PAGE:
- The U.S. Department of Homeland Security said Tuesday that it remains committed to using its resources to ensure historically Black colleges and universities have the tools they need to respond to bomb threats made against their institutions.
- DHS listed several recent steps it has taken to assist HBCUs and predominantly Black institutions, which together have been the target of 68 bomb threats this year. They include providing bomb threat response training and implementing grant programs to improve security at nonprofit organizations.
- For instance, the department’s Cybersecurity and Infrastructure Security Agency, or CISA, has developed resources specifically for universities and will host seven training events at five HBCU locations in the coming months to share more information on these assets.
Dozens of HBCUs have faced bomb threats over the past year, forcing them to cancel classes and even evacuate campuses. No one has been arrested despite an FBI investigation into the threats that started in February, prompting college leaders to call on federal officials to do more.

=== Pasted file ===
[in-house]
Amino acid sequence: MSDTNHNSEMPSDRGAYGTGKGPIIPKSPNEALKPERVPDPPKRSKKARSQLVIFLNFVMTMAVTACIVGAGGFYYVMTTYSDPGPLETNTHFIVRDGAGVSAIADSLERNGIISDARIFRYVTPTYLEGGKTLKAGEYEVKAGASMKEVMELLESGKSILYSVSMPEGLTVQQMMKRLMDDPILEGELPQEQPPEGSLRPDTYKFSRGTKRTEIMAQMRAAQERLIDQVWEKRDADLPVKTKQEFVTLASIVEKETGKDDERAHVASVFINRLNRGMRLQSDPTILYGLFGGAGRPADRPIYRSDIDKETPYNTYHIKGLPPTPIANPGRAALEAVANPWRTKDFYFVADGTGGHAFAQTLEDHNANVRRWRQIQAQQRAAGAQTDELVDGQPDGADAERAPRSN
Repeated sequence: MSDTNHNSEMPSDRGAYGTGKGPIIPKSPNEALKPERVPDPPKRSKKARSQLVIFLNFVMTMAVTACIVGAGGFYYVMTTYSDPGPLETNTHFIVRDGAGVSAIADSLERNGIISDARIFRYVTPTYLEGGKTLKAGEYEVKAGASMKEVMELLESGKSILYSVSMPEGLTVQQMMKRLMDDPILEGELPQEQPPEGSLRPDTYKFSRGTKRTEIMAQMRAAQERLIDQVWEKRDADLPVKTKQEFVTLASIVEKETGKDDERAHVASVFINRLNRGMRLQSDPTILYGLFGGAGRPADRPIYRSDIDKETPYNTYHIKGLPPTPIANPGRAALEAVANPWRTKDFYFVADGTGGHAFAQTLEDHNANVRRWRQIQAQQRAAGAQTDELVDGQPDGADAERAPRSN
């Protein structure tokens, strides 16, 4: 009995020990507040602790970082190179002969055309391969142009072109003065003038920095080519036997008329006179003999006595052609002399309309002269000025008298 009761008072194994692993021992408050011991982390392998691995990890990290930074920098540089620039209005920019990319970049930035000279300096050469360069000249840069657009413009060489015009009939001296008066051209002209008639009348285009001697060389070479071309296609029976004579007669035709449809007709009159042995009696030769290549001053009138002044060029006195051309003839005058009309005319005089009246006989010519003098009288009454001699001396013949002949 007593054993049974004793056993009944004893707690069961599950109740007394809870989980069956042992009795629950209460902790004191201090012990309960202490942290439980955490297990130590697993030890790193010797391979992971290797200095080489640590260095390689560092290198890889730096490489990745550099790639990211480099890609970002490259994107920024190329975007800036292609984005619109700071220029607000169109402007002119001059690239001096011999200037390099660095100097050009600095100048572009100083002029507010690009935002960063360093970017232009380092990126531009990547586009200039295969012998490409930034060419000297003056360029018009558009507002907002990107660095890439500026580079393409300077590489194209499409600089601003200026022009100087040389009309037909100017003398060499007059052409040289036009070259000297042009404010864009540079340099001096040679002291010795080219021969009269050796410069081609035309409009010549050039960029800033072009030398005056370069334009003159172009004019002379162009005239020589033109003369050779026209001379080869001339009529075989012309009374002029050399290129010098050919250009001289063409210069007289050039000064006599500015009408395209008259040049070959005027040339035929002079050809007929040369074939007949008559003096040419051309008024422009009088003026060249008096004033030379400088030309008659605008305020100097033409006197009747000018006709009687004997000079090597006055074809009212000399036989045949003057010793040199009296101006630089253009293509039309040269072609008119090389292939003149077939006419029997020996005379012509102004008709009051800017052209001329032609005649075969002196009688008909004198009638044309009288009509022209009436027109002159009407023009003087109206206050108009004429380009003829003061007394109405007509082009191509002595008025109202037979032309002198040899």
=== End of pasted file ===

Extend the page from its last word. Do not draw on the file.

The DHS announcement lists the actions the department has taken but says “there is much more to be done.” The agency said Homeland Security Secretary Alejandro Mayorkas has expanded the agency’s services and resources to help HBCUs nationwide, following a pledge made in January to deepen partnerships with these institutions.
In mid-August, for instance, the department announced it was providing $250 million in grants to enhance physical security at nonprofit organizations at high risk of terrorist attacks.
CISA’s bombing prevention unit also developed resources to assist colleges with their responses to bomb threats.
That includes a YouTube video detailing the agency’s resources, consisting of online and in-person training as well as guidelines to help officials create response plans. It also explains how to respond to bomb threats made by phone, which the department says are the most common.
DHS said it has hosted multiple trainings over the past few months. That includes 20 trainings with more than 1,170 HBCU employees on how to prepare for and respond to bomb threats. The agency also helped hold five regional trainings for HBCUs over the summer. And it is planning several more training sessions at the institutions.
Additionally, the department worked with other federal agencies to create the HBCU K9 Bomb Detection Adoption Program. So far, three HBCUs have adopted bomb-detecting dogs to help support their response efforts.